False Dichotomy Alert: Improving Subjective-Probability Estimates vs. Raising Awareness of Systemic Risk

18 Pages Posted: 28 Jan 2022 Last revised: 18 Feb 2022

See all articles by Philip Tetlock

Philip Tetlock

University of Pennsylvania

Yunzi Lu

University of Pennsylvania

Barbara Mellers

University of Pennsylvania, Psychology; University of Pennsylvania, Wharton School

Date Written: January 20, 2022

Abstract

Taleb et al. (2022) portray the superforecasting research program as a masquerade that purports to build “survival functions for tail assessments via sports-like tournaments.’’ But that never was the goal. The program was designed to help intelligence analysts make better probability judgments, which required posing rapidly resolvable questions. From a signal detection theory perspective, the superforecasting and Taleb et al. programs are complementary, not contradictory (a point Taleb and Tetlock (2013) recognized). The superforecasting program aims at achieving high Hit rates at low cost in False-Positives whereas Taleb et al prioritize alerting us to systemic risk, even if that entails a high False-Positive rate. Proponents of each program should however acknowledge weaknesses in their cases. It is unclear: (a) how Taleb et al. (2022) can justify extreme error- avoidance trade-offs, without tacit probability judgments of rare, high-impact events; (b) how much superforecasting interventions can improve probability judgments of such events.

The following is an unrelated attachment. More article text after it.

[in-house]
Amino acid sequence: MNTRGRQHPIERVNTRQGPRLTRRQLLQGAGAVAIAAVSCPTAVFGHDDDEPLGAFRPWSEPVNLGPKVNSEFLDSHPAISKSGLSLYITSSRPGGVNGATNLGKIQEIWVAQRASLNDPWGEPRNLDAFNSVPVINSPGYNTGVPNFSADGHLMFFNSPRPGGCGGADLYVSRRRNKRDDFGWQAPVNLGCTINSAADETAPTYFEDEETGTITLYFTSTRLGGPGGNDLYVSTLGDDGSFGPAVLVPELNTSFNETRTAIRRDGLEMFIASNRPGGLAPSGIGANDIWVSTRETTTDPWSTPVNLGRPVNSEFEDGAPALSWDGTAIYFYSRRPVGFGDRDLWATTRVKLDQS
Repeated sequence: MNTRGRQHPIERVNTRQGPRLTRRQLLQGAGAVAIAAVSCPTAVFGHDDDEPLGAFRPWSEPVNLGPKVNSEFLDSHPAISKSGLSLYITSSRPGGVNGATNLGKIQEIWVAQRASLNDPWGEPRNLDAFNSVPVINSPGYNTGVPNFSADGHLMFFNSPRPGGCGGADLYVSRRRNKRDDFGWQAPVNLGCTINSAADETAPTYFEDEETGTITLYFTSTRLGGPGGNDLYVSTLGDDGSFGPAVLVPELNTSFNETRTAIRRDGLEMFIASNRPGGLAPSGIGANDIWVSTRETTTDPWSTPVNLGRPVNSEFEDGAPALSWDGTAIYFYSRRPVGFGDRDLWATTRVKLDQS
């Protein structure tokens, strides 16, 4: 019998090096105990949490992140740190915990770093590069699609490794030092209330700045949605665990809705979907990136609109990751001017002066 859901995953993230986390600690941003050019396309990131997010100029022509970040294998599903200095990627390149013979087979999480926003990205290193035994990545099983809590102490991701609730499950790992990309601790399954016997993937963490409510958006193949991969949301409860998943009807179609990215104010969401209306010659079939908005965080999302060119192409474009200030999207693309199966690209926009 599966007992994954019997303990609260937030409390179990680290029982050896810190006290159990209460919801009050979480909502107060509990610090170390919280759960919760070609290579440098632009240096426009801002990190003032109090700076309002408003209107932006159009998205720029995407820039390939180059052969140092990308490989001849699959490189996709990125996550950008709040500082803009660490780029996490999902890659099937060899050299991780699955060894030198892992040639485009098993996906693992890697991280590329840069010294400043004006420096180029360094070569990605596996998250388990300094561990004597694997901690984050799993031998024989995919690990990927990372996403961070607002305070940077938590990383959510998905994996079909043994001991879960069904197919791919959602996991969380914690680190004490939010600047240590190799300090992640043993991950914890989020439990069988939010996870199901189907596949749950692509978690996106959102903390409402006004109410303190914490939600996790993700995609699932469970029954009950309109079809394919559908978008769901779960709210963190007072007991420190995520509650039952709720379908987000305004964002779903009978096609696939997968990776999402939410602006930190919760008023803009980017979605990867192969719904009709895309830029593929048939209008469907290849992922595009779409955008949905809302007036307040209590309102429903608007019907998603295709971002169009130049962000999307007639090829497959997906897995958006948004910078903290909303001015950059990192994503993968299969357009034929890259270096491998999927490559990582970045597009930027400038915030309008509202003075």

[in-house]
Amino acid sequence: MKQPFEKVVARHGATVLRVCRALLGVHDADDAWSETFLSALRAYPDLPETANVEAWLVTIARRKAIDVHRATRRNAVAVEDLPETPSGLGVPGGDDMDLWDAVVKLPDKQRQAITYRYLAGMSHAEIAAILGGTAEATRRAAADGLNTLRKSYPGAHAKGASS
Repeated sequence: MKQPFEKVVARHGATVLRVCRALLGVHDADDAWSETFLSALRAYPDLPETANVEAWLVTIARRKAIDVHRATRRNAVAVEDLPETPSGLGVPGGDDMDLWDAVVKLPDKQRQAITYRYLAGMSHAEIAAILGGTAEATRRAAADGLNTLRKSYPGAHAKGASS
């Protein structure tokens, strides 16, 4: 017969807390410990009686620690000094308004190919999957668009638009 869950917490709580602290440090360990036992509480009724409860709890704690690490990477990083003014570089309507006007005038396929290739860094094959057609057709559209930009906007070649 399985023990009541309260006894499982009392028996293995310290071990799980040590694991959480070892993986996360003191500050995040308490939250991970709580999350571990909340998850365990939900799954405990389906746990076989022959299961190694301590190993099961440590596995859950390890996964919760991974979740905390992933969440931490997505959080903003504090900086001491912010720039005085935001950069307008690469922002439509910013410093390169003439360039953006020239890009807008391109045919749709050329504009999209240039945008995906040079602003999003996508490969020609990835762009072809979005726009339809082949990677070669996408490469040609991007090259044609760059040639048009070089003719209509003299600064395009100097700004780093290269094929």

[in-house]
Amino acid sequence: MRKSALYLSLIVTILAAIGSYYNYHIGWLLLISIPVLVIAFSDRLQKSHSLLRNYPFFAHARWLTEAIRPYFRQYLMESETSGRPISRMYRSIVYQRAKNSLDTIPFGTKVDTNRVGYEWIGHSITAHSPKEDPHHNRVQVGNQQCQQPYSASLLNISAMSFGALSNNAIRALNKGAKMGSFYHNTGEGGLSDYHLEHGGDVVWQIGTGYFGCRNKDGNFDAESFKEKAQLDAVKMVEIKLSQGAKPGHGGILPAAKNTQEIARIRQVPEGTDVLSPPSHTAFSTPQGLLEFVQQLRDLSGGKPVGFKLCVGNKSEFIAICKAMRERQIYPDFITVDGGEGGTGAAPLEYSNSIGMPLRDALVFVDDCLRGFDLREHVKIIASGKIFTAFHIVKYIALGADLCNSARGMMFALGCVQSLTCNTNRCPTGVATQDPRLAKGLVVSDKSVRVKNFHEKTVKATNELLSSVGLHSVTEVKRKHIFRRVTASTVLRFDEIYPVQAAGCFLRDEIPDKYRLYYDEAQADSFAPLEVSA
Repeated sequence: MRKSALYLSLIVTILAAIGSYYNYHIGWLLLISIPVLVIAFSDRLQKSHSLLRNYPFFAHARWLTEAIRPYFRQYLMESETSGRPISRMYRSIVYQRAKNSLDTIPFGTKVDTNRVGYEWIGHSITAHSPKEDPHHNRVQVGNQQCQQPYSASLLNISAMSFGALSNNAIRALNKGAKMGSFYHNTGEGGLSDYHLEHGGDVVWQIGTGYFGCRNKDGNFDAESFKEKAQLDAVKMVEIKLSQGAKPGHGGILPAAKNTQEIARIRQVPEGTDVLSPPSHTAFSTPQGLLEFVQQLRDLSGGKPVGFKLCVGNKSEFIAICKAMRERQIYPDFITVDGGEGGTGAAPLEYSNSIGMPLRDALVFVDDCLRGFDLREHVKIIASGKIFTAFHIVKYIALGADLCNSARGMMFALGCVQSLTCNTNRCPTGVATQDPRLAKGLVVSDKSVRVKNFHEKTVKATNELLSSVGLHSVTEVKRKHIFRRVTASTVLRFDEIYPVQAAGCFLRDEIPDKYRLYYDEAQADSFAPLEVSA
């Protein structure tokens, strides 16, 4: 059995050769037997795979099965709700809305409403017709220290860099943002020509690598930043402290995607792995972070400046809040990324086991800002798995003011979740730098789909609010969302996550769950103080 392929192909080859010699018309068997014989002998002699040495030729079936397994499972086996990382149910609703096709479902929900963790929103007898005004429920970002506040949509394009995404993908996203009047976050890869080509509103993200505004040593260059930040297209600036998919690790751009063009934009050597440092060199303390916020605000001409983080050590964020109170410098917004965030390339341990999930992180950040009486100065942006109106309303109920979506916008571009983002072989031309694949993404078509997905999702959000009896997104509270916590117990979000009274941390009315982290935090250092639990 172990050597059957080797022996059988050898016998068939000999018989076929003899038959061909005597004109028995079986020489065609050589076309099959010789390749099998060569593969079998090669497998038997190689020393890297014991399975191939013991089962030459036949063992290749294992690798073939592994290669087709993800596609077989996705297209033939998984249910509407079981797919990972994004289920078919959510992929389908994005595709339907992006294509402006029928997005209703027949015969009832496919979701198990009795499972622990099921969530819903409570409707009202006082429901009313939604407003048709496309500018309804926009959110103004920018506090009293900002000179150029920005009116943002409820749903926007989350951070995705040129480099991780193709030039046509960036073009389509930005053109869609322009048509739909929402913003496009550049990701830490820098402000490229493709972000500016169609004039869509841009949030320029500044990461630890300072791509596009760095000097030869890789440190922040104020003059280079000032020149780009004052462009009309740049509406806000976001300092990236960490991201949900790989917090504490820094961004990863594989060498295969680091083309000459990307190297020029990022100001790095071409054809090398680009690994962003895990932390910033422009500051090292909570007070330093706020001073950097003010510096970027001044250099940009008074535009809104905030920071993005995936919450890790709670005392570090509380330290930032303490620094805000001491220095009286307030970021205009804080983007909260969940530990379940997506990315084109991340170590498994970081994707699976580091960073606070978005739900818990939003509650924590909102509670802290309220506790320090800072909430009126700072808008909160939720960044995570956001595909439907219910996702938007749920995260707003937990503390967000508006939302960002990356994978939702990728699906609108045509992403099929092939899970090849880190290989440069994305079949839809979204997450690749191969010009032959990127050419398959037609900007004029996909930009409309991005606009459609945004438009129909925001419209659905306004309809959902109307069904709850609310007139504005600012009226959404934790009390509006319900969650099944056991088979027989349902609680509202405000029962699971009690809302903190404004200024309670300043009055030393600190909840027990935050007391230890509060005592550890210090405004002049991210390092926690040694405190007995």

Keywords: superforecasting, systemic risk, fat-tailed dstributions, signal detection, forecasting tournaments, proper scoring rules

Suggested Citation

Tetlock, Philip and Lu, Yunzi and Mellers, Barbara, False Dichotomy Alert: Improving Subjective-Probability Estimates vs. Raising Awareness of Systemic Risk (January 20, 2022). Available at SSRN: https://ssrn.com/abstract=4013831 or http://dx.doi.org/10.2139/ssrn.4013831

Philip Tetlock (Contact Author)

University of Pennsylvania ( email )

Philadelphia, PA 19104
United States

Yunzi Lu

University of Pennsylvania ( email )

Philadelphia, PA 19104
United States

Barbara Mellers

University of Pennsylvania, Psychology ( email )

3815 Walnut Street
Philadelphia, PA 19104-6196
United States

University of Pennsylvania, Wharton School ( email )

3641 Locust Walk
Philadelphia, PA 19104-6365
United States

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